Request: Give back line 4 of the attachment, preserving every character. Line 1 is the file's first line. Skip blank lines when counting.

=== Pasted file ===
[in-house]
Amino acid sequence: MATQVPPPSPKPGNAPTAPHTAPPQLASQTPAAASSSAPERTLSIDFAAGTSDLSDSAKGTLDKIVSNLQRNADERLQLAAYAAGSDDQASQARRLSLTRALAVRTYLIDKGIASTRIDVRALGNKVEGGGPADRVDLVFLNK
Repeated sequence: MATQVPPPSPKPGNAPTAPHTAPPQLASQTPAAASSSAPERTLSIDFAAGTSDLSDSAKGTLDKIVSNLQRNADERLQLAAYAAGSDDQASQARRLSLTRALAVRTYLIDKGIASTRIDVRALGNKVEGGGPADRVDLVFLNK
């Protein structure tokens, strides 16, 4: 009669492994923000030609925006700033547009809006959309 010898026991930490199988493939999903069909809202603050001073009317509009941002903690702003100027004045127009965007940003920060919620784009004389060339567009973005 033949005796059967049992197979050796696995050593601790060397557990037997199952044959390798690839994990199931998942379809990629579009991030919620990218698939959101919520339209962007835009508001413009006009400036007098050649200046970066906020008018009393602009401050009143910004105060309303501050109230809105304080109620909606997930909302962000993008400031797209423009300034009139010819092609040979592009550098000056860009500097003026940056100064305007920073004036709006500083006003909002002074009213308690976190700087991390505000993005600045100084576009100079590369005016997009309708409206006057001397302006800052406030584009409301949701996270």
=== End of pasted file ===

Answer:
């Protein structure tokens, strides 16, 4: 009669492994923000030609925006700033547009809006959309 010898026991930490199988493939999903069909809202603050001073009317509009941002903690702003100027004045127009965007940003920060919620784009004389060339567009973005 033949005796059967049992197979050796696995050593601790060397557990037997199952044959390798690839994990199931998942379809990629579009991030919620990218698939959101919520339209962007835009508001413009006009400036007098050649200046970066906020008018009393602009401050009143910004105060309303501050109230809105304080109620909606997930909302962000993008400031797209423009300034009139010819092609040979592009550098000056860009500097003026940056100064305007920073004036709006500083006003909002002074009213308690976190700087991390505000993005600045100084576009100079590369005016997009309708409206006057001397302006800052406030584009409301949701996270």